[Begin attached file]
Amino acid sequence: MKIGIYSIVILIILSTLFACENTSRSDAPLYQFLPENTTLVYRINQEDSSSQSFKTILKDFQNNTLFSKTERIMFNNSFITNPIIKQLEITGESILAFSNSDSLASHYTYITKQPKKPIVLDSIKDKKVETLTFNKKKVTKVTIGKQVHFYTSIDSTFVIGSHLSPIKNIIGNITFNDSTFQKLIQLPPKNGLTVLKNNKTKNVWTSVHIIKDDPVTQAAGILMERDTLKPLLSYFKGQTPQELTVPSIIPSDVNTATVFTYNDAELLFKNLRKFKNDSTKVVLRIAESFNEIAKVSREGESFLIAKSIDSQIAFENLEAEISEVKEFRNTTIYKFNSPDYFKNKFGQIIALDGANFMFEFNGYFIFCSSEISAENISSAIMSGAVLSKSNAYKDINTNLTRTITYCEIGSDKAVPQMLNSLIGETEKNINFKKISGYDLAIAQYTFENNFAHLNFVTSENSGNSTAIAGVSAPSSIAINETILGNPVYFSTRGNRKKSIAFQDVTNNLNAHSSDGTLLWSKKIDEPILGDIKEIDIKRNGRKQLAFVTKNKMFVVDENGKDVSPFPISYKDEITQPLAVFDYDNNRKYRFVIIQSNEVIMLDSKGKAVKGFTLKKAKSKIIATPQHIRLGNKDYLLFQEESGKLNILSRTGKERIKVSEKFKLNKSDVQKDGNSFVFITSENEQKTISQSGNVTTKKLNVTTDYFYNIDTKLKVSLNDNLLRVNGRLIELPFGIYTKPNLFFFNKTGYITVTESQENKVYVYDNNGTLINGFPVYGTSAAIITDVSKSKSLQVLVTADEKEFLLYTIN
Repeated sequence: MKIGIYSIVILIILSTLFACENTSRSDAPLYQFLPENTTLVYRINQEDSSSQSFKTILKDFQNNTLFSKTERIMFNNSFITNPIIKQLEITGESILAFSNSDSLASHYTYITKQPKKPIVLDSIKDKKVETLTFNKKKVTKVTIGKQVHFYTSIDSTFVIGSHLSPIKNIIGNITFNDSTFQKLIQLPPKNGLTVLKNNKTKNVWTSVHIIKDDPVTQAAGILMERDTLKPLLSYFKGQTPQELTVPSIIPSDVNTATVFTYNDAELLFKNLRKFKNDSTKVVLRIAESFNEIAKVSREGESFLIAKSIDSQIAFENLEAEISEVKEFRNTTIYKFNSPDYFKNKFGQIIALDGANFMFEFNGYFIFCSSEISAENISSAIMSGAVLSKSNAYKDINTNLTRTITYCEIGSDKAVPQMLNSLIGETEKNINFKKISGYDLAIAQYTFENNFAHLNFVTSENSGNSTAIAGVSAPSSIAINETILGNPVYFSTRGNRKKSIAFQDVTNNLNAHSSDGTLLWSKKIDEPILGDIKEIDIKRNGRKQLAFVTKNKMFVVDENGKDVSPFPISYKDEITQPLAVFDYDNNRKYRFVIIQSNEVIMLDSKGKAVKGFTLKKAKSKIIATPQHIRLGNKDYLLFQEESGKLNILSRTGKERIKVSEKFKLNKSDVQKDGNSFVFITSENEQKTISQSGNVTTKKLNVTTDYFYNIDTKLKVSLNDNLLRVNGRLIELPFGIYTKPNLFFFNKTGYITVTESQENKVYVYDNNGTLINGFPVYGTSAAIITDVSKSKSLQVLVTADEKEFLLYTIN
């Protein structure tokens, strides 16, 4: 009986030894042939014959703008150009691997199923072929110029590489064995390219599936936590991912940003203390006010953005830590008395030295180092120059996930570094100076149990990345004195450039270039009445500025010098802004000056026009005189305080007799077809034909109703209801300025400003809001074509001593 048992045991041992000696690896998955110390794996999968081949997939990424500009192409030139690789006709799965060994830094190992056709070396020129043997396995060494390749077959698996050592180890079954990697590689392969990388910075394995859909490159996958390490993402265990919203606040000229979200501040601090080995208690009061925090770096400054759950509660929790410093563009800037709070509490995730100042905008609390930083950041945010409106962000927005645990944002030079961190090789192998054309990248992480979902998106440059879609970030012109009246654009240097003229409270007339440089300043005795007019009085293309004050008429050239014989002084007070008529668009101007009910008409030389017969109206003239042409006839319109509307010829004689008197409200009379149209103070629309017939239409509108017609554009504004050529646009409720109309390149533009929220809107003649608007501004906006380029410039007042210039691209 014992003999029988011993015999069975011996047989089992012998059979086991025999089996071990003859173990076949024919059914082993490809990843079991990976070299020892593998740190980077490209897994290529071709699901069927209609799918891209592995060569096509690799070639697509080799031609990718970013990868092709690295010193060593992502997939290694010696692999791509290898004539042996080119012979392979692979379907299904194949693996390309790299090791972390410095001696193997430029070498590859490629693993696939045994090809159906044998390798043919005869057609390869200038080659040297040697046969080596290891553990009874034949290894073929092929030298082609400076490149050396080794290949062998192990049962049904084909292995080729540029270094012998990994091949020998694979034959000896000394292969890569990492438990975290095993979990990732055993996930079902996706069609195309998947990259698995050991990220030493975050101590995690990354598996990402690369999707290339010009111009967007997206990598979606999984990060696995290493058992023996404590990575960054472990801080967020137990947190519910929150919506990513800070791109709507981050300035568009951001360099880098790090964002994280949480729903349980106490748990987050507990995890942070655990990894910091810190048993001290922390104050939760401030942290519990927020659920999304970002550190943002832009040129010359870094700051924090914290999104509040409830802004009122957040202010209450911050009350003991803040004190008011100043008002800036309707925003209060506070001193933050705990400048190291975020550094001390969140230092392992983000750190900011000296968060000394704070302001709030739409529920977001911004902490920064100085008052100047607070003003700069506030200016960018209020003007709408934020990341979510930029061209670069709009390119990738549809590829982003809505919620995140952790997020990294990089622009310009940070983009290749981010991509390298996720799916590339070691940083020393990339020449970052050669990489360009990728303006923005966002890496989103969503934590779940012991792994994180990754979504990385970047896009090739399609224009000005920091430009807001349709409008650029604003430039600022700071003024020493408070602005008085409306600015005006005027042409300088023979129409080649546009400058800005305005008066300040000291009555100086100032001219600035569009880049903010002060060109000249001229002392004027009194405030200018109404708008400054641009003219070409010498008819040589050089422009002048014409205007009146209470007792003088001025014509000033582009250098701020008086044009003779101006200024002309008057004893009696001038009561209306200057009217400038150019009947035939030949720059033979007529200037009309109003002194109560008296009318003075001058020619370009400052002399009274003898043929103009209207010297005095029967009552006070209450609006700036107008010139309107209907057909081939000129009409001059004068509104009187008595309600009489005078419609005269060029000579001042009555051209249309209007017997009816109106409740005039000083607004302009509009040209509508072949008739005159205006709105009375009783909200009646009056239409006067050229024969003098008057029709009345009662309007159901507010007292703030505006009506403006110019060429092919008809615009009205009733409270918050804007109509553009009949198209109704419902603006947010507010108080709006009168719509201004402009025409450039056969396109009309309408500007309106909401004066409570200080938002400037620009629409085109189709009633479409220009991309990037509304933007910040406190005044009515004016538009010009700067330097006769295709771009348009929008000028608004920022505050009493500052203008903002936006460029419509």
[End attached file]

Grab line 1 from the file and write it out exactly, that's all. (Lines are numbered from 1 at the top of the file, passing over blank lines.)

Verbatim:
Amino acid sequence: MKIGIYSIVILIILSTLFACENTSRSDAPLYQFLPENTTLVYRINQEDSSSQSFKTILKDFQNNTLFSKTERIMFNNSFITNPIIKQLEITGESILAFSNSDSLASHYTYITKQPKKPIVLDSIKDKKVETLTFNKKKVTKVTIGKQVHFYTSIDSTFVIGSHLSPIKNIIGNITFNDSTFQKLIQLPPKNGLTVLKNNKTKNVWTSVHIIKDDPVTQAAGILMERDTLKPLLSYFKGQTPQELTVPSIIPSDVNTATVFTYNDAELLFKNLRKFKNDSTKVVLRIAESFNEIAKVSREGESFLIAKSIDSQIAFENLEAEISEVKEFRNTTIYKFNSPDYFKNKFGQIIALDGANFMFEFNGYFIFCSSEISAENISSAIMSGAVLSKSNAYKDINTNLTRTITYCEIGSDKAVPQMLNSLIGETEKNINFKKISGYDLAIAQYTFENNFAHLNFVTSENSGNSTAIAGVSAPSSIAINETILGNPVYFSTRGNRKKSIAFQDVTNNLNAHSSDGTLLWSKKIDEPILGDIKEIDIKRNGRKQLAFVTKNKMFVVDENGKDVSPFPISYKDEITQPLAVFDYDNNRKYRFVIIQSNEVIMLDSKGKAVKGFTLKKAKSKIIATPQHIRLGNKDYLLFQEESGKLNILSRTGKERIKVSEKFKLNKSDVQKDGNSFVFITSENEQKTISQSGNVTTKKLNVTTDYFYNIDTKLKVSLNDNLLRVNGRLIELPFGIYTKPNLFFFNKTGYITVTESQENKVYVYDNNGTLINGFPVYGTSAAIITDVSKSKSLQVLVTADEKEFLLYTIN